Ringing Rocks in the United States, photo and description

Nature’s mystery: Pennsylvania’s jingling rocks

When you hit a rock, you usually expect to hear a thud, at most a click, but not a ringing sound. But tinkling rocks do exist in nature; at Jingle Rocks State Park in Pennsylvania’s Bucks County, there are 128 acres of huge boulders, a unique natural phenomenon. If you hit any rock with a hammer, it jingles.

American settlers learned about the rocks from Native Americans in the 1700s. This ringing is a sound so unexpected that it seems as if the stones are metallic and hollow. For years, the strange phenomenon has puzzled scientists and geologists. Several experiments have been done on the rocks, but the nature of the phenomenon remains unclear.

The ringing rocks in Bucks County have different shapes and sizes: from those that look like a clenched fist to huge jagged blocks weighing several tons. They have a very unusual color, different from other rocks, which are composed of the same lithological material but are silent.

Overall, only about thirty percent of the rocks are ringing, but they are interspersed with non-ringing rocks. Those that do ring, however, have an unusual reddish color on top and on their sides; sometimes the same hue is found in their underside as well.

Another peculiarity of these rocks is that they do not show the sharply pronounced angularity characteristic of splintery rocks. But they are neither round, nor oval, as is the case with water-rocked boulders. All of them, as geologists say, are subangular, i.e. with many chaotically arranged faces, but without any sharp edges.

But the most mysterious thing about these rocks is small depressions in the form of saucers, or strange uneven channels, the entry holes of which are located on the sides and bottom surfaces.

It should be noted that not only the rocks themselves, but also their fragments ring; moreover, in combinations with other solid rocks. Thus, the pieces of ringing rocks were embedded into concrete walls, but they kept ringing. Moreover, suspended from a wire rope, mounted on a concrete pedestal, clamped in a giant lathe chuck, they continued to play their mysterious melody. But the “silent” samples made of the same rocks could not be made to ring under any circumstances.

Uluru Rock in Australia, an amazing phenomenon

It is interesting to note in this connection that in 1890 a certain inventive musician J. J. Ott gave a concert in the American state of Pennsylvania. According to one listener, the “pure, bell-like sound” of Ott’s instrument surpassed that of the accompanying brass band. There didn’t seem to be anything special about it except for one thing: Ott was playing on. rocks collected in the ringing rocks.

All these musical properties of ringing stones, at first glance, come into apparent contradiction with the physical schools of thought that determine the resonance characteristics of the musical instruments we are familiar with. For example, the same bell.

The size and shape of these stones seem to have little effect on their sound: the fragments of a block sound exactly the same as the original stone, while the sound of individual stones may vary in a certain range of frequencies depending on the place where they are struck. But what is more puzzling is that often one stone is capable of tinkling, while another, lying down and not outwardly distinguishable from the first, is not.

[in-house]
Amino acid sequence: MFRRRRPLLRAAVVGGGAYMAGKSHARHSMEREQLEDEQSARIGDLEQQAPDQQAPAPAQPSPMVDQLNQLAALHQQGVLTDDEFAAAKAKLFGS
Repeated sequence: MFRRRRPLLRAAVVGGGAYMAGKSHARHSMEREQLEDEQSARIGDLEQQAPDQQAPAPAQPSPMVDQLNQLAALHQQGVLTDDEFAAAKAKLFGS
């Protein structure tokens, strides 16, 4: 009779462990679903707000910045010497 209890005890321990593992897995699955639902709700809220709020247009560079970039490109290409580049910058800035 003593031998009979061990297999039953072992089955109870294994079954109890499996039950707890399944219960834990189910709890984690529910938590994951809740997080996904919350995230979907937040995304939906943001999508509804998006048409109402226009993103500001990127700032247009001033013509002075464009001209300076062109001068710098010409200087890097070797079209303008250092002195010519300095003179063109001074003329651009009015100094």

In 1965, scientists decided to solve these mysteries by using boulders from the same field as Ott. Crushing the rocks into small pieces, the scientists then studied them under a microscope. After their study, they concluded that the tinkling stones acquired their properties due to internal stresses that resulted from their periodic exposure to wet and dry conditions.

The same stones that were lying nearby in the shade, on the edge of a field or in the surrounding woods, retained more moisture, were less exposed to weathering and could not jingle.

Other scholars, however, did not agree with these conclusions. They claimed that some stones continued to ring even after being submerged in a pond or after a long stay in a damp cellar. Moreover, of the boulders that were exposed to the sun, only a third of them rang.

Geirangerfjord in Norway, photo and description

And yet, in spite of the research, the mystery of the ringing stones has not been completely solved.

It should be kept in mind that the sounding stones are spread all over the world. The so-called stone gongs are found in temples and houses in Kufou (Northeast China). Stone slabs found in England, Nigeria, and East Africa have also produced bell sounds.

Some stalactites and stalagmites in Spanish and French caves also sound like bells when struck. In addition, they are painted with animal figures and geometric patterns, and you can see the impact marks on them. Similar stalactites have also been found in the caves of Central America, where they were used by the Mayan priests.

The Ringing Rocks of the Bells in the Mountains

An amazing natural phenomenon in the Delaware River Valley in the American state of Pennsylvania you can not only see but also hear. The behavior of unusual rocks, which locals call the Garden of Stones, and those inclined to mysticism called the Ring of the Devil, can really puzzle even the experienced traveler. The fact is that the Ringing Rocks are capable of emitting sounds, and in a fairly wide range. Another striking fact is that the sound of jingling can be both huge boulders and very small stones the size of only a man’s fist!

The songs of the Ringing Rocks are not just sounds of wind in the cracks, but loud and sharp sounds that resemble more than anything else… bells ringing! In this desolate place there is no place for church bells to ring, and should we be surprised that scientists have not yet figured out where these strange sounds come from? The more so because very similar cliffs stand silent, as stones should, and the Ringing Rocks sing their song over and over again – and, it seems, for more than one hundred years!